log in even without /home being available and mounted.

       /srv
           The place to store general server payload, managed by the
           Also, files that are not accessed within a certain time are usually
           automatically deleted. If applications find the environment
           variable $TMPDIR set, they should prefer using the directory
           specified in it over directly referencing /tmp (see environ(7) and
           IEEE Std 1003.1[2] for details).

RUNTIME DATA
       /run
           A "tmpfs" file system for system packages to place runtime data in.
           This directory is flushed on boot, and generally writable for
           privileged programs only. Always writable.

       /run/log
           Runtime system logs. System components may place private logs in
           this directory. Always writable, even when /var/log might not be
           accessible yet.

       /run/user
           Contains per-user runtime directories, each usually individually
           mounted "tmpfs" instances. Always writable, flushed at each reboot
           and when the user logs out. User code should not reference this
           directory directly, but via the $XDG_RUNTIME_DIR environment
           variable, as documented in the XDG Base Directory Specification[3].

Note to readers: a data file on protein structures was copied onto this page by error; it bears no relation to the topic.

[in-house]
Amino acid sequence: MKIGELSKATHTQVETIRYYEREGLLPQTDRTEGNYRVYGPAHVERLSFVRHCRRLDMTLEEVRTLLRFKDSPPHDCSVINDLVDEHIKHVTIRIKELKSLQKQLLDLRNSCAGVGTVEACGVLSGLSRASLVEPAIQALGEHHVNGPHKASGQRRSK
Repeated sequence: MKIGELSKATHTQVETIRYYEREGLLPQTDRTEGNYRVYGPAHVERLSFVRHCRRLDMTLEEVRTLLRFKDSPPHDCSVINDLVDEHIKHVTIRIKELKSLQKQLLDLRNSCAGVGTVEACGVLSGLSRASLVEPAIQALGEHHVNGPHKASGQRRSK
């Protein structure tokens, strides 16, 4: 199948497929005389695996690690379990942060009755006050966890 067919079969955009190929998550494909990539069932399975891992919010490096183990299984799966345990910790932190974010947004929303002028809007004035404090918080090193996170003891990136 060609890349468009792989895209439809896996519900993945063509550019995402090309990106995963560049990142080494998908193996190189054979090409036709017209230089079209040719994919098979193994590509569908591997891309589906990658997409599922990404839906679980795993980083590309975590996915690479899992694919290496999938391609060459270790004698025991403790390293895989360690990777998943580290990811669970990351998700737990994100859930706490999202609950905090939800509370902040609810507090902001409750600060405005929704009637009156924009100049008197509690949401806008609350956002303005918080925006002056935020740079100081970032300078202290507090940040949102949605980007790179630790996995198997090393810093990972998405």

VENDOR-SUPPLIED OPERATING SYSTEM RESOURCES
       /usr
           Vendor-supplied operating system resources. Usually read-only, but
           this is not required. Possibly shared between multiple hosts. This
           directory should not be modified by the administrator, except when
           installing or removing vendor-supplied packages.

       /usr/bin
           Binaries and executables for user commands that shall appear in the
           $PATH search path. It is recommended not to place binaries in this
           directory that are not useful for invocation from a shell (such as
           daemon binaries); these should be placed in a subdirectory of
           /usr/lib instead.

       /usr/include
           C and C++ API header files of system libraries.

       /usr/lib
           Static, private vendor data that is compatible with all
           architectures (though not necessarily architecture-independent).
           Note that this includes internal executables or other binaries that
           are not regularly invoked from a shell. Such binaries may be for
           any architecture supported by the system. Do not place public
           libraries in this directory, use $libdir (see below), instead.

       /lib/arch-id
           Location for placing dynamic libraries into, also called $libdir.